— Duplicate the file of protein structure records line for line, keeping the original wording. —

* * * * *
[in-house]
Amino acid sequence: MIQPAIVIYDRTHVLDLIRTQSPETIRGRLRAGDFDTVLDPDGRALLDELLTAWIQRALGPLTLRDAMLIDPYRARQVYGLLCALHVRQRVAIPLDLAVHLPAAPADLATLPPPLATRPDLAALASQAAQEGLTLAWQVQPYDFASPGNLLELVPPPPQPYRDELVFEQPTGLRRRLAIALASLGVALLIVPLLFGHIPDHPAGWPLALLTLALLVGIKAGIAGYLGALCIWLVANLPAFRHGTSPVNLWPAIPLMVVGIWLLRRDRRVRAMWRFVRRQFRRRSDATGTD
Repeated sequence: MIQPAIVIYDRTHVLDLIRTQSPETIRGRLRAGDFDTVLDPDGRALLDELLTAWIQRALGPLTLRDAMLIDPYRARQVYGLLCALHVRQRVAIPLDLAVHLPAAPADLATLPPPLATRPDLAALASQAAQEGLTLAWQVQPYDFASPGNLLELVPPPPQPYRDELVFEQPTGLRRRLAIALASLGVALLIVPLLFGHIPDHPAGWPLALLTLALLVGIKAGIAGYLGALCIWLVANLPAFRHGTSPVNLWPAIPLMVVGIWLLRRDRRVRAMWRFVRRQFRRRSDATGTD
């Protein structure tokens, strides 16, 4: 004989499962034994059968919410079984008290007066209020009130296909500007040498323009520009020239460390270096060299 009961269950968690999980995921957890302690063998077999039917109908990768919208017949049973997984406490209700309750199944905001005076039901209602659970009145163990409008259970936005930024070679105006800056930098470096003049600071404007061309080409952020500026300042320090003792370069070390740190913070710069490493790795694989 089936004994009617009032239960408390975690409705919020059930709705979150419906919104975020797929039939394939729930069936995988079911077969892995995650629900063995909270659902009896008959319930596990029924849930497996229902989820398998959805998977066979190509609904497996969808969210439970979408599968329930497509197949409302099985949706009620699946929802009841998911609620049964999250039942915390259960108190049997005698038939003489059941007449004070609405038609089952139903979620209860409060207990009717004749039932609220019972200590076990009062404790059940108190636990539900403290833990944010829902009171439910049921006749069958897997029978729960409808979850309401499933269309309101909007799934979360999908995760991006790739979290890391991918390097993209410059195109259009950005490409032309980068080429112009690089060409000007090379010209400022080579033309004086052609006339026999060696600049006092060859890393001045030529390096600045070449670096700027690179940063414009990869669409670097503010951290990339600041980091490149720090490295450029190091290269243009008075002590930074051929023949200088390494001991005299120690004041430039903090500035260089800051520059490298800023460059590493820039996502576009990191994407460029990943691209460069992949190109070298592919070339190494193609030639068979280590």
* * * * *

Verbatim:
[in-house]
Amino acid sequence: MIQPAIVIYDRTHVLDLIRTQSPETIRGRLRAGDFDTVLDPDGRALLDELLTAWIQRALGPLTLRDAMLIDPYRARQVYGLLCALHVRQRVAIPLDLAVHLPAAPADLATLPPPLATRPDLAALASQAAQEGLTLAWQVQPYDFASPGNLLELVPPPPQPYRDELVFEQPTGLRRRLAIALASLGVALLIVPLLFGHIPDHPAGWPLALLTLALLVGIKAGIAGYLGALCIWLVANLPAFRHGTSPVNLWPAIPLMVVGIWLLRRDRRVRAMWRFVRRQFRRRSDATGTD
Repeated sequence: MIQPAIVIYDRTHVLDLIRTQSPETIRGRLRAGDFDTVLDPDGRALLDELLTAWIQRALGPLTLRDAMLIDPYRARQVYGLLCALHVRQRVAIPLDLAVHLPAAPADLATLPPPLATRPDLAALASQAAQEGLTLAWQVQPYDFASPGNLLELVPPPPQPYRDELVFEQPTGLRRRLAIALASLGVALLIVPLLFGHIPDHPAGWPLALLTLALLVGIKAGIAGYLGALCIWLVANLPAFRHGTSPVNLWPAIPLMVVGIWLLRRDRRVRAMWRFVRRQFRRRSDATGTD
């Protein structure tokens, strides 16, 4: 004989499962034994059968919410079984008290007066209020009130296909500007040498323009520009020239460390270096060299 009961269950968690999980995921957890302690063998077999039917109908990768919208017949049973997984406490209700309750199944905001005076039901209602659970009145163990409008259970936005930024070679105006800056930098470096003049600071404007061309080409952020500026300042320090003792370069070390740190913070710069490493790795694989 089936004994009617009032239960408390975690409705919020059930709705979150419906919104975020797929039939394939729930069936995988079911077969892995995650629900063995909270659902009896008959319930596990029924849930497996229902989820398998959805998977066979190509609904497996969808969210439970979408599968329930497509197949409302099985949706009620699946929802009841998911609620049964999250039942915390259960108190049997005698038939003489059941007449004070609405038609089952139903979620209860409060207990009717004749039932609220019972200590076990009062404790059940108190636990539900403290833990944010829902009171439910049921006749069958897997029978729960409808979850309401499933269309309101909007799934979360999908995760991006790739979290890391991918390097993209410059195109259009950005490409032309980068080429112009690089060409000007090379010209400022080579033309004086052609006339026999060696600049006092060859890393001045030529390096600045070449670096700027690179940063414009990869669409670097503010951290990339600041980091490149720090490295450029190091290269243009008075002590930074051929023949200088390494001991005299120690004041430039903090500035260089800051520059490298800023460059590493820039996502576009990191994407460029990943691209460069992949190109070298592919070339190494193609030639068979280590």